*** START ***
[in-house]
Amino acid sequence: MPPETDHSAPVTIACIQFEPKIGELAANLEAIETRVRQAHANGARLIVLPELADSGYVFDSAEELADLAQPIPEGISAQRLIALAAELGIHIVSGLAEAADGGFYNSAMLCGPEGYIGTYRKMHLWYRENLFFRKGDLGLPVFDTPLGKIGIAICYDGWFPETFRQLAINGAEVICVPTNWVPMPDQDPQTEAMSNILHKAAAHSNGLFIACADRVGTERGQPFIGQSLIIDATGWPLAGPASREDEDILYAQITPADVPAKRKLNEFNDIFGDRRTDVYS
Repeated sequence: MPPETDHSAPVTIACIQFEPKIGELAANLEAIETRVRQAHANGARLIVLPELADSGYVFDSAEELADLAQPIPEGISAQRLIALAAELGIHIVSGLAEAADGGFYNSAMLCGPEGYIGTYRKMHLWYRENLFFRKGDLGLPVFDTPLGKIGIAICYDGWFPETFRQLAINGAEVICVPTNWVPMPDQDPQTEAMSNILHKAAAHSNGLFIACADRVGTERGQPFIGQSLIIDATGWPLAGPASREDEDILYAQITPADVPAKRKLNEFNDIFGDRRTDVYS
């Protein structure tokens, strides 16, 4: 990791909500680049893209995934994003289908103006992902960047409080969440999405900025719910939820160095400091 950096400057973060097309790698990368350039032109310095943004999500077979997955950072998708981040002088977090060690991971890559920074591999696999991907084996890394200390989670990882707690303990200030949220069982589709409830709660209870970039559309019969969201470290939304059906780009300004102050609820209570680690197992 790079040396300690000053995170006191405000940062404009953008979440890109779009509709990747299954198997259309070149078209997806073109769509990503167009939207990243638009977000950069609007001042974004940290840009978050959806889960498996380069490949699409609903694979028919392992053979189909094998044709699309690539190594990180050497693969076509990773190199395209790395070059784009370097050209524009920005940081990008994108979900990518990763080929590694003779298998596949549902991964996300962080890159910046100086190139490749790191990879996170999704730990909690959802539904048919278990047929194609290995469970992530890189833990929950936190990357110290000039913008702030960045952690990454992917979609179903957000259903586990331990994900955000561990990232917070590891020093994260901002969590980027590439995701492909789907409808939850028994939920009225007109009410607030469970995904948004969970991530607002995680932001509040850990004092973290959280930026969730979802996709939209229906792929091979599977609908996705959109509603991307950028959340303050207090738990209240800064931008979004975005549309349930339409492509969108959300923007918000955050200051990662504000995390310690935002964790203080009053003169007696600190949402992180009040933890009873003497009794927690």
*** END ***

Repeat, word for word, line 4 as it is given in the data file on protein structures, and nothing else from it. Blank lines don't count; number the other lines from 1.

């Protein structure tokens, strides 16, 4: 990791909500680049893209995934994003289908103006992902960047409080969440999405900025719910939820160095400091 950096400057973060097309790698990368350039032109310095943004999500077979997955950072998708981040002088977090060690991971890559920074591999696999991907084996890394200390989670990882707690303990200030949220069982589709409830709660209870970039559309019969969201470290939304059906780009300004102050609820209570680690197992 790079040396300690000053995170006191405000940062404009953008979440890109779009509709990747299954198997259309070149078209997806073109769509990503167009939207990243638009977000950069609007001042974004940290840009978050959806889960498996380069490949699409609903694979028919392992053979189909094998044709699309690539190594990180050497693969076509990773190199395209790395070059784009370097050209524009920005940081990008994108979900990518990763080929590694003779298998596949549902991964996300962080890159910046100086190139490749790191990879996170999704730990909690959802539904048919278990047929194609290995469970992530890189833990929950936190990357110290000039913008702030960045952690990454992917979609179903957000259903586990331990994900955000561990990232917070590891020093994260901002969590980027590439995701492909789907409808939850028994939920009225007109009410607030469970995904948004969970991530607002995680932001509040850990004092973290959280930026969730979802996709939209229906792929091979599977609908996705959109509603991307950028959340303050207090738990209240800064931008979004975005549309349930339409492509969108959300923007918000955050200051990662504000995390310690935002964790203080009053003169007696600190949402992180009040933890009873003497009794927690």